But apparently that’s still not enough for what writer Ayelet Waldman calls the Bad Mother Police — an always watchful, harshly judgmental force that is “in a perpetual state of alert-level orange.”

Just what is it the Bad Mother police are on the lookout for?

“We are supposed not only to sacrifice ourselves for our children but to do so willingly, cheerfully, and without ever feeling any seething resentment,” Waldman writes in her book of essays, Bad Mother. “And when we fail, as we must, we feel guilty and ashamed.”

Above all, ambivalence is not allowed.

Yet ambivalence is what most mothers know so well. At once, you are seized by sheer joy and knocked off balance. You cease being who you once were in a way that most fathers don’t. The circumference of your life narrows, the horizon shifts, in a way that most fathers’ lives don’t. Or at least not nearly as much. So, yes, there is exhilaration and wonder. There is also exhaustion, a touch of terror, whirring resentment and mournful bewilderment.

And watching all the while are the Bad Mother Police, with their raised eyebrows, their pursed lips, their tsking and the whispering behind your back about how you, in your guilty ambivalence, can never measure up.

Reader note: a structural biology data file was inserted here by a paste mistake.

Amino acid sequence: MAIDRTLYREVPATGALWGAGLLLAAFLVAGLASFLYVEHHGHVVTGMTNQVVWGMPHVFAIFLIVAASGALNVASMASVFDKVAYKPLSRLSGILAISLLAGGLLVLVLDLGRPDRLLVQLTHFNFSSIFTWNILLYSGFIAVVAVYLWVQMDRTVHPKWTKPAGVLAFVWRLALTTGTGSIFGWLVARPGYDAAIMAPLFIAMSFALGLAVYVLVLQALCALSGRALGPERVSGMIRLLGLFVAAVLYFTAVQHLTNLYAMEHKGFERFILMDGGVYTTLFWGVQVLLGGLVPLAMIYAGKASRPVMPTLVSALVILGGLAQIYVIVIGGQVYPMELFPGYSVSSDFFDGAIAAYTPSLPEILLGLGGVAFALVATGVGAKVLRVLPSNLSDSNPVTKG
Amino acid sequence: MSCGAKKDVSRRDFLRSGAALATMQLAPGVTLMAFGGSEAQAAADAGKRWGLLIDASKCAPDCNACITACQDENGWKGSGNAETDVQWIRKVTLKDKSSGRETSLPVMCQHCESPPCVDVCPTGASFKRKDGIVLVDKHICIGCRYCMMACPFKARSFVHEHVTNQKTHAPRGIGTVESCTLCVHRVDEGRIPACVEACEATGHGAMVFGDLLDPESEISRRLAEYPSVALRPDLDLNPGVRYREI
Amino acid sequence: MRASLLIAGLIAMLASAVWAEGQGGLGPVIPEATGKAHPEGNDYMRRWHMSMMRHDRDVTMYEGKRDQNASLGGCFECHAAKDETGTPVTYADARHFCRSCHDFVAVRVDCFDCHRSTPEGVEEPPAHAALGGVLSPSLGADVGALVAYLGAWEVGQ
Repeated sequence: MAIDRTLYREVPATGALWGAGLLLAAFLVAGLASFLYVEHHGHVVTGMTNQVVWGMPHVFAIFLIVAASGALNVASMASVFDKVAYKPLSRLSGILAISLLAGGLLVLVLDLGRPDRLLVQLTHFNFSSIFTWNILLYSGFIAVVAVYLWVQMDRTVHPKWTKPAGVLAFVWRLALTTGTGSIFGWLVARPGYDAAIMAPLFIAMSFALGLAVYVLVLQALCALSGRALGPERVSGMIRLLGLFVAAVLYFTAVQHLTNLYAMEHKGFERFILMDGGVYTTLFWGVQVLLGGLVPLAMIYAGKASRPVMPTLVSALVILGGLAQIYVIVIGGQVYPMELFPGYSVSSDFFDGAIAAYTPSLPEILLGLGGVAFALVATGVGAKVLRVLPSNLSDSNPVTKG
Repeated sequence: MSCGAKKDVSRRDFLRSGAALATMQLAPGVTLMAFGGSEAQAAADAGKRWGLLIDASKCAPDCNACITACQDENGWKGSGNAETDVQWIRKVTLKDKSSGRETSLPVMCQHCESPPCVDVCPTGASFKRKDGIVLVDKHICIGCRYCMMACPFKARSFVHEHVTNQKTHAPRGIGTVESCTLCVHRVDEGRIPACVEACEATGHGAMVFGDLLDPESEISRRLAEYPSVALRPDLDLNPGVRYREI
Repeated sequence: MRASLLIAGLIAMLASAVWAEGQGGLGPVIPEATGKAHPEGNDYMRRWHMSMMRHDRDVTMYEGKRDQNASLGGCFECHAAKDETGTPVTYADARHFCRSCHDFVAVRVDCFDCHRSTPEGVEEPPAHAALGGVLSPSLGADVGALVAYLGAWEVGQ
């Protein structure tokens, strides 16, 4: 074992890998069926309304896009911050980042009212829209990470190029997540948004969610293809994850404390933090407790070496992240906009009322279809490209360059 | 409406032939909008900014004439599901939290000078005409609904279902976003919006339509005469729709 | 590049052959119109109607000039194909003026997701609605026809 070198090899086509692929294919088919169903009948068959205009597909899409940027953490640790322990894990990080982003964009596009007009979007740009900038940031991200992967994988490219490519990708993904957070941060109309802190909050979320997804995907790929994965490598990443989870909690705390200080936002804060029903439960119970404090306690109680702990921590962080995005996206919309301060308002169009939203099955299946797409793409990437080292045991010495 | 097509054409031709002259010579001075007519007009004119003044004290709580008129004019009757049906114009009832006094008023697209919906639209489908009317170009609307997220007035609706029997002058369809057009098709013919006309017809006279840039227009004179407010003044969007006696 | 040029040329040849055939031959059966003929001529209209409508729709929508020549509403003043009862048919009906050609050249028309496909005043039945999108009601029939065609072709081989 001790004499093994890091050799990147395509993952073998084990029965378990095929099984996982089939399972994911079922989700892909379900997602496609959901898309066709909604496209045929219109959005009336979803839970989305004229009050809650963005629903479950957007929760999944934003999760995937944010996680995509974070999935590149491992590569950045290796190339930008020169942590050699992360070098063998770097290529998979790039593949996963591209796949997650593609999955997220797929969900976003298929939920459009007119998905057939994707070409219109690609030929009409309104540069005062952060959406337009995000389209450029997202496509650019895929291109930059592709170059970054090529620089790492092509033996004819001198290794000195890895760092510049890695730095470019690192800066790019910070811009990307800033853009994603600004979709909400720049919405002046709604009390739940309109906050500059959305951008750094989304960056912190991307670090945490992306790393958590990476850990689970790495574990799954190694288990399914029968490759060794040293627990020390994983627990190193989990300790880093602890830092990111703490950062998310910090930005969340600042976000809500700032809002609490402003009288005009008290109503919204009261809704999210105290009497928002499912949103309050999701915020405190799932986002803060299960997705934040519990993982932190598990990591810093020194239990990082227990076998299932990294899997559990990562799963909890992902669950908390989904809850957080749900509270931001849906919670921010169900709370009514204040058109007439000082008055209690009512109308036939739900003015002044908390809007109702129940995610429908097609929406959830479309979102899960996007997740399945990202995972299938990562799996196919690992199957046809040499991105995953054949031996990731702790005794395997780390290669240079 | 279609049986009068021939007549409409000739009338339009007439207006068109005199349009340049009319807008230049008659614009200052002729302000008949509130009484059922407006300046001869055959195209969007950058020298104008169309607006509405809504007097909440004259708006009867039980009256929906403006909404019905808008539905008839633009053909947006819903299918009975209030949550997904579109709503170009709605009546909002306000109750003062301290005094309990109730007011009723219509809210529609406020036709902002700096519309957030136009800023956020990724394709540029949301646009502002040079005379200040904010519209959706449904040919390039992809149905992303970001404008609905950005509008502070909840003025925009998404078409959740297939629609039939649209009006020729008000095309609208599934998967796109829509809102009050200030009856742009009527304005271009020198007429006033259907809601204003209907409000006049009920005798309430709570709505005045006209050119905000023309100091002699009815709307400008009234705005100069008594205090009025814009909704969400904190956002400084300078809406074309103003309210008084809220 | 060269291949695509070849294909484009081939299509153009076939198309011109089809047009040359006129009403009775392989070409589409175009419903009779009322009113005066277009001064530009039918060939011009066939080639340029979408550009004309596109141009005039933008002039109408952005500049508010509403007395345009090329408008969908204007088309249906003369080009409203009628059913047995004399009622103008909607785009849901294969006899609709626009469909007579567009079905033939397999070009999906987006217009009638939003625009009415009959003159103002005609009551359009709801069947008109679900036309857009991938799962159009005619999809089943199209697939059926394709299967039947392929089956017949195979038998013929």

Jean-Anne Sutherland, a sociologist at the University of North Carolina at Wilmington, felt the sting of the Bad Mother Police when she had her first child as a graduate student. “I felt so guilty all the time,” she told me. “Guilty if I stayed at home. Guilty if I went to work. And I saw all these moms around me feeling the same way.”

She wanted to understand why. So she put together focus groups of mothers of various races, ethnicities and income levels and asked them to describe the Good Mother. The mothers, despite their different backgrounds, described her the same way — like Madonna. Not the singer. The saint.

To be a Good Mother is “to be everything for your child,” said one.

To make sure your children are happy.

To be patient. Nice. Kind. Structured. All-giving. All-caring. Child-centered. Devoting all her time to her kids. Someone, another mother said, who “endlessly plays board games, and, you know, does crafts and takes outings.”